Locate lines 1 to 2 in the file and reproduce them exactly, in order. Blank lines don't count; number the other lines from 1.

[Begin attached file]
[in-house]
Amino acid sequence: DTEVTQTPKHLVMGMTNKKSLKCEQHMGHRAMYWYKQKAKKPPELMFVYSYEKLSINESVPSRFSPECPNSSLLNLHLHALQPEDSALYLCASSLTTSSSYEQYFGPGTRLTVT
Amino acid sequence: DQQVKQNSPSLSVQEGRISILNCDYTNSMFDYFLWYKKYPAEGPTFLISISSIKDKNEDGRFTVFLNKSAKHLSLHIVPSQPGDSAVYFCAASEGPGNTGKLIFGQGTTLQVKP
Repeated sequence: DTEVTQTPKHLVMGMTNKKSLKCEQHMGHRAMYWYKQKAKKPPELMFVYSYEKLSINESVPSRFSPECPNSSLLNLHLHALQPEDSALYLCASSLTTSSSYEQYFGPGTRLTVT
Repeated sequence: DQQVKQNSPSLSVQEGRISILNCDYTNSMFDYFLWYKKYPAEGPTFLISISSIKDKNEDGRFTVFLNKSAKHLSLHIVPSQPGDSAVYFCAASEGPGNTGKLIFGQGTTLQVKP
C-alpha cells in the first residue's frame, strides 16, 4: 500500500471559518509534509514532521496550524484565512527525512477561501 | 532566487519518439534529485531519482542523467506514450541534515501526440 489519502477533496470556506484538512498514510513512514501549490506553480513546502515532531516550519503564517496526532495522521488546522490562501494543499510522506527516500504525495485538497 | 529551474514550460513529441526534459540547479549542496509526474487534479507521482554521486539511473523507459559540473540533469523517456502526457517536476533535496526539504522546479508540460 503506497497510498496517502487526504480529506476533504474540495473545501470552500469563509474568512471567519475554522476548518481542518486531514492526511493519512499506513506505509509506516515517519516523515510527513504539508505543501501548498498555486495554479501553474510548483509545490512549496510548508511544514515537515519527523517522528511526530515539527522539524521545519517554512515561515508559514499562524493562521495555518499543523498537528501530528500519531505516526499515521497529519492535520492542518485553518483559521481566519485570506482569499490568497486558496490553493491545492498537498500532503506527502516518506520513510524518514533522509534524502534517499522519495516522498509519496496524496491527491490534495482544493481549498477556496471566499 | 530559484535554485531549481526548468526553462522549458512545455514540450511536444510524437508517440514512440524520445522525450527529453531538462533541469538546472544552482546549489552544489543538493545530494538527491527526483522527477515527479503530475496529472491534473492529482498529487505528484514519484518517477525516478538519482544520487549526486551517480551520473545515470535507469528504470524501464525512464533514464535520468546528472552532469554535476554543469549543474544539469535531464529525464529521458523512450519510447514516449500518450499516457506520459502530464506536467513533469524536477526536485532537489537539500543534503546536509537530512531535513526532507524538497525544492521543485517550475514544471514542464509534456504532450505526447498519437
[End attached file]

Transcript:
[in-house]
Amino acid sequence: DTEVTQTPKHLVMGMTNKKSLKCEQHMGHRAMYWYKQKAKKPPELMFVYSYEKLSINESVPSRFSPECPNSSLLNLHLHALQPEDSALYLCASSLTTSSSYEQYFGPGTRLTVT